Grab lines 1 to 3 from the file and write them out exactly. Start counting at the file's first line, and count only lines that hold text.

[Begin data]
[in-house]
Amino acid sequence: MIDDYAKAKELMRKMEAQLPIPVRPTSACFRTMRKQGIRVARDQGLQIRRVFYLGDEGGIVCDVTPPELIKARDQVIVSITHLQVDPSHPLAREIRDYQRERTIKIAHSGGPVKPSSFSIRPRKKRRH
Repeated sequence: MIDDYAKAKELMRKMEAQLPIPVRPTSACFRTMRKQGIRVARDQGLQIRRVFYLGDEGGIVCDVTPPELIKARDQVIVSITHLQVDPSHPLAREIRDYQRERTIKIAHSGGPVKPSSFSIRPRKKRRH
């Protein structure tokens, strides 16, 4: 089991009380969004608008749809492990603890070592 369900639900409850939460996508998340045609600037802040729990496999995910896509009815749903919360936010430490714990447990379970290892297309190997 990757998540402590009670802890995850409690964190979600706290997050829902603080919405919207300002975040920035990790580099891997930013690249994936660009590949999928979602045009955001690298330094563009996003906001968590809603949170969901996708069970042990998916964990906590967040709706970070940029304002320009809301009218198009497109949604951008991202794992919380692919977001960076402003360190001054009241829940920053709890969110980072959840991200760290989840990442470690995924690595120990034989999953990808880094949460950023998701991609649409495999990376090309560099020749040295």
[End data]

[in-house]
Amino acid sequence: MIDDYAKAKELMRKMEAQLPIPVRPTSACFRTMRKQGIRVARDQGLQIRRVFYLGDEGGIVCDVTPPELIKARDQVIVSITHLQVDPSHPLAREIRDYQRERTIKIAHSGGPVKPSSFSIRPRKKRRH
Repeated sequence: MIDDYAKAKELMRKMEAQLPIPVRPTSACFRTMRKQGIRVARDQGLQIRRVFYLGDEGGIVCDVTPPELIKARDQVIVSITHLQVDPSHPLAREIRDYQRERTIKIAHSGGPVKPSSFSIRPRKKRRH